The Age in Melbourne says the Bush administration has more ideas for preventing a future credit crisis than for solving the current one.
The administration wants state regulators and private industry to tighten their oversight of financial markets. In effect, Bush wants states to issue nationwide licensing standards for mortgage brokers.
Lenders will need to make more complete disclosures about payment terms to home buyers.
"This effort is not about finding excuses and scapegoats," Treasury Secretary Henry Paulson said. "Poor judgement and poor market practices led to mistakes by all participants."
But in many ways, the plan relies on the same market participants — from mortgage brokers to credit-rating agencies and Wall Street firms — that government officials and other experts blame for the crisis.
The announcement came with a fresh round of worsening economic news that is reinforcing the view that the US economy has entered a recession.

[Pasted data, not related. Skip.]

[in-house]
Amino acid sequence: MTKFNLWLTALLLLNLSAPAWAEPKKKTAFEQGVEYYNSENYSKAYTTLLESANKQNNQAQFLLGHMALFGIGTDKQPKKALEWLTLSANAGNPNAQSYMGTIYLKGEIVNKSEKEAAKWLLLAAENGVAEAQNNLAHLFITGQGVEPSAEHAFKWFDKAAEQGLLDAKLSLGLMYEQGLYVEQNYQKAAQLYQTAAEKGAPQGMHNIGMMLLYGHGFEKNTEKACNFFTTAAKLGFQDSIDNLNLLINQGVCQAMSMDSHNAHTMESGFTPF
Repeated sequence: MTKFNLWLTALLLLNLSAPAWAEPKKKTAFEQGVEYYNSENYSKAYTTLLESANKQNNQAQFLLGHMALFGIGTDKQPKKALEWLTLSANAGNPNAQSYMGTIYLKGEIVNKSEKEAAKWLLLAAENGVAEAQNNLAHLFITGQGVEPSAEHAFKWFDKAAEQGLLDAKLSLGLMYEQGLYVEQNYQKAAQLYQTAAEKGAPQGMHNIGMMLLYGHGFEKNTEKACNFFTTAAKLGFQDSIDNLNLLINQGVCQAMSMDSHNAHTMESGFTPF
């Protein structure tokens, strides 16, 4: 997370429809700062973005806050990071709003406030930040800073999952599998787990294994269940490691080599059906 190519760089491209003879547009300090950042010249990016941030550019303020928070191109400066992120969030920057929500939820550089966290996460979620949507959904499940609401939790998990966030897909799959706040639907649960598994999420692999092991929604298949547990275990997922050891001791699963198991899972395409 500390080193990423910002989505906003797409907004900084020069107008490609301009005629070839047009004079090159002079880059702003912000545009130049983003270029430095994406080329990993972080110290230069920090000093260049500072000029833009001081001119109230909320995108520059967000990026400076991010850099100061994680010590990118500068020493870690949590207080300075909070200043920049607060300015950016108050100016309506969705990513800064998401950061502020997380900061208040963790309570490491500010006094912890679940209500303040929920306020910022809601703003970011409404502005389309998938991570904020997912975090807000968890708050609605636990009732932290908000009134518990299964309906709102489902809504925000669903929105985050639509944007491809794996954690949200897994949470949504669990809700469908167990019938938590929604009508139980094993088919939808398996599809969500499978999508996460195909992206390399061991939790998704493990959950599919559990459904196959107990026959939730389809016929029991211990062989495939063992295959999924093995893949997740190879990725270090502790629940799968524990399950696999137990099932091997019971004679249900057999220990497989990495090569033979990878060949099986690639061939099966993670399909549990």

Administration officials said most of the proposals would be executed in the coming months through regulations issued by federal banking and securities regulators, and by new committees run by industry executives. A few elements, such as tightening rules for mortgage brokers, might require federal legislation.
Democrat politicians described the proposal as light and late. Industry representatives welcomed the initiative.
Meanwhile, the greenback dropped to new lows against the euro and the yen. Lenders again raised interest rates on home mortgages. And fearful investors seeking shelter pushed the price of gold above $US1000 an ounce for the first time. The continued erosion of consumer confidence was reflected in a report that showed retail sales fell last month.
The confluence of bad news is testing the Administration and Congress as they struggle to respond to a slump that began with the mortgage market collapse.
Mr Paulson blamed growing market problems on a series of failures, including mortgage brokers who pushed risky loans on home owners, conflicts of interest at credit-rating agencies, bond underwriters that loosened standards, and financial institutions that failed to adequately grasp the riskiness of the instruments they were buying and selling.